Kelbaugh's sculptures are everywhere, parked casually in corners and on shelves lining the walls. On the floor, bins and boxes overflow with the materials of his art: dismantled appliances, an ancient movie projector, headlights and reflectors from antique cars and a few enameled metal desk fans. On the floor rests a manual typewriter Kelbaugh plans to dissect. "Those manuals have lots of well-made parts," he observed. Above and around his workbench stands ready a library of fasteners, small tools and hundreds of small parts. Generations of toys broken or discarded by Kelbaugh's five children find a new home on their father's studio shelves, where for example a squad of tiny monster trucks swarm a Felix the Cat figurine and partly obscure a Bart Simpson Bart Bank.

Kelbaugh has amassed a bank of parts to draw on for his works and seldom has to venture to the junkyard or anywhere else. That's now. While still building equity, the sculptor was a regular at the late, lamented Castro's Collectibles of Shady Side, a fleamarket as unique as Kelbaugh.

Junk sculptors were common customers for owner BeBe Castro. Even in this company Kelbaugh stood out. "We had a lot behind the barn we called the Dust and Rust Yard, though everyone else called it the Junkyard," Castro recalled. "We said we carried everything from A to Z: auto parts to zithers. Bob often found unusual stuff to haul home."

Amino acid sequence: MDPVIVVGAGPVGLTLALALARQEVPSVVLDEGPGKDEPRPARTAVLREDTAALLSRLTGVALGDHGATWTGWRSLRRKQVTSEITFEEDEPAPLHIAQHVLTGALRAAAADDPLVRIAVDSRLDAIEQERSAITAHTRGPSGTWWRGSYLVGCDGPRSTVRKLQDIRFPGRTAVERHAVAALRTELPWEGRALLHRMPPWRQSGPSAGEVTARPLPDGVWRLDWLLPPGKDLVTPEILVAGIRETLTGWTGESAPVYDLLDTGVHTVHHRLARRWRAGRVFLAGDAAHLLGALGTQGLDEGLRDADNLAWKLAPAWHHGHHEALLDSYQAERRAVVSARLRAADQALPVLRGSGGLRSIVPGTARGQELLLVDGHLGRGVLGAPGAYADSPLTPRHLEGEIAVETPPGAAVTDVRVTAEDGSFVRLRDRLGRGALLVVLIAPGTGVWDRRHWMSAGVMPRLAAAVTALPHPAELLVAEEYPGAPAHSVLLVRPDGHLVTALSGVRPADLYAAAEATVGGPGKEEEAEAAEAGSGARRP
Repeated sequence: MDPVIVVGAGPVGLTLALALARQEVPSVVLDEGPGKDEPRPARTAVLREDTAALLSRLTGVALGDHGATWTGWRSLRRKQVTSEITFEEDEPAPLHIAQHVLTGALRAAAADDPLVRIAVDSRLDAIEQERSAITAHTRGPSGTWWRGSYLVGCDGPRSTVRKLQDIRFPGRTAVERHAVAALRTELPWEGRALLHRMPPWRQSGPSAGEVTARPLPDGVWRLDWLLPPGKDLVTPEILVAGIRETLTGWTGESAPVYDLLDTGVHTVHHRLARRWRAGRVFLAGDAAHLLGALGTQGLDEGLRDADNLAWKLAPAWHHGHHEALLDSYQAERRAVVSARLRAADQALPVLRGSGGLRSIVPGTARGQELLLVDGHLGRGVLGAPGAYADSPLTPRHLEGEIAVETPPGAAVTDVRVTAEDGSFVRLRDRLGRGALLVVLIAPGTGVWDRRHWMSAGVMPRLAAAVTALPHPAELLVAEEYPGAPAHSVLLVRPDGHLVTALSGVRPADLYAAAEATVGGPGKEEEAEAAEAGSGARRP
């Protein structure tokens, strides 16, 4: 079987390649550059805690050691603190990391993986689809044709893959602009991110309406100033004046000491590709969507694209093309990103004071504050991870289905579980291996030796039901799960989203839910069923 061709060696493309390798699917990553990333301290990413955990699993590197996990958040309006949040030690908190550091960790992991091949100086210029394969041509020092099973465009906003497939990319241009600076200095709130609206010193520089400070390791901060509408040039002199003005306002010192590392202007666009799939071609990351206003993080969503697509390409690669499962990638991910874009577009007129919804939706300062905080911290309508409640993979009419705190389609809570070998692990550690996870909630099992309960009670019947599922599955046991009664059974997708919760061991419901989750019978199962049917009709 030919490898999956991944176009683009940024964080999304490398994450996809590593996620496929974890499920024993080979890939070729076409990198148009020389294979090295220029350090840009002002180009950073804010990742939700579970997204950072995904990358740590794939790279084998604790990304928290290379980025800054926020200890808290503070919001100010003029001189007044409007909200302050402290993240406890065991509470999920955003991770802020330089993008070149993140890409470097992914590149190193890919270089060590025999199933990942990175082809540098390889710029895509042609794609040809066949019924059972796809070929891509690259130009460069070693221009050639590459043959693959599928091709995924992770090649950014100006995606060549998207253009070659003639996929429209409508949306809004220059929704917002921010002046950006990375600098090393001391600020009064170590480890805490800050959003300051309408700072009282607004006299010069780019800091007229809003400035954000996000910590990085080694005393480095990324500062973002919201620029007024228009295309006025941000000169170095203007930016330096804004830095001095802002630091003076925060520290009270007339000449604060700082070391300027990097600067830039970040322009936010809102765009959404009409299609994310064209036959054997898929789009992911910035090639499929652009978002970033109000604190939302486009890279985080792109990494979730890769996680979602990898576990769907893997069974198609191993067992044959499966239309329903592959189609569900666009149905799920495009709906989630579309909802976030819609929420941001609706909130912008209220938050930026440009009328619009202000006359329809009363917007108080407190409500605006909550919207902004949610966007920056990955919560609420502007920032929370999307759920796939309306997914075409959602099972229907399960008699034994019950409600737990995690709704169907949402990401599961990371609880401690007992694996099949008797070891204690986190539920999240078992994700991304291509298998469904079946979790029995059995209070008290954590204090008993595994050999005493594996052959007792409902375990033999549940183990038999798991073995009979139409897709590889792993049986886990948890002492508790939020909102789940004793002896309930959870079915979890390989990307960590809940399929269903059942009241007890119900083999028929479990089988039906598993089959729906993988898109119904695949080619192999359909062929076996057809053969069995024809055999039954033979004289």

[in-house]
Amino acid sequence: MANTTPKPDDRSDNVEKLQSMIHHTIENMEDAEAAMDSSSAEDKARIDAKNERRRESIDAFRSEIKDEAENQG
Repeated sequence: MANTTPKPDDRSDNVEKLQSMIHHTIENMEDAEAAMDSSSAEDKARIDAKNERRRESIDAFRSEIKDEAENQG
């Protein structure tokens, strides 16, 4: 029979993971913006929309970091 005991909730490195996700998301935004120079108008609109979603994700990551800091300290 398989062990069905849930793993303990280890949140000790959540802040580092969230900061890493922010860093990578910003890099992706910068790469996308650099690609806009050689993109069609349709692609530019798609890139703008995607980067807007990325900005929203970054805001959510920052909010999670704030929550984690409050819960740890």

"One day Bob brought us a wonderful gift," said Castro. "A small model of the Castro Collectibles truck made entirely of found stuff. It's one of the few things we have today to remind us of the business. He used an old two-reel projector for the body and four antique porcelain doorknobs for whitewall tires. That's when I knew Bob was an accomplished artisan."


Reviving Beauty

Artist or artisan, Kelbaugh demurs labels. "About myself I hesitate to use words like 'art' or 'artist,' he said. "It feels, I don't know, pretentious. I'm definitely a recycler." Better still, a reviver: in his works Kelbaugh finds new uses for cherished objects that have lost their original utility. His art brings them back to life and shows their beauty. Far from holding his work sacred, the sculptor has been known even to leave pieces outdoors for years at a time.

Whatever he calls himself, Kelbaugh started early. Distinguished for his artistic talent from childhood, Kelbaugh had a passion for building that led him straight into sculpture. His junior high art teacher offered him $30 for a piece he did from molten metal, "back when minimum wage was $1," Castro noted.

In a corner of Kelbaugh's studio stands the Bloodmobile, a contraption on wheels topped by a deeply rusted steering wheel found in the woods and fronted by a motorcycle headlight. Water dyed red circulates from a holding tank through clear tubes snaking around the sculpture and into actual O.R. blood bags. The Bloodmobile won first place in the 1979 student sculpture art show at Prince George's Community College.

"I aim for whimsy," said Kelbaugh. "I want there to be something for everybody in my work. With something like the Bloodmobile, kids can laugh at it, or a 70-year-old man can recognize a part off a '37 Ford."

Kelbaugh wants to be understood, but his creative quest is private. A true outsider artist, he avoids studying the work of other artists past or present to protect the purity of his vision. He affiliates with no art movement or philosophy. "I want what I make to be totally original. Still, it's almost impossible not to be influenced by something I've seen in the past: a model car, a cartoon, whatever."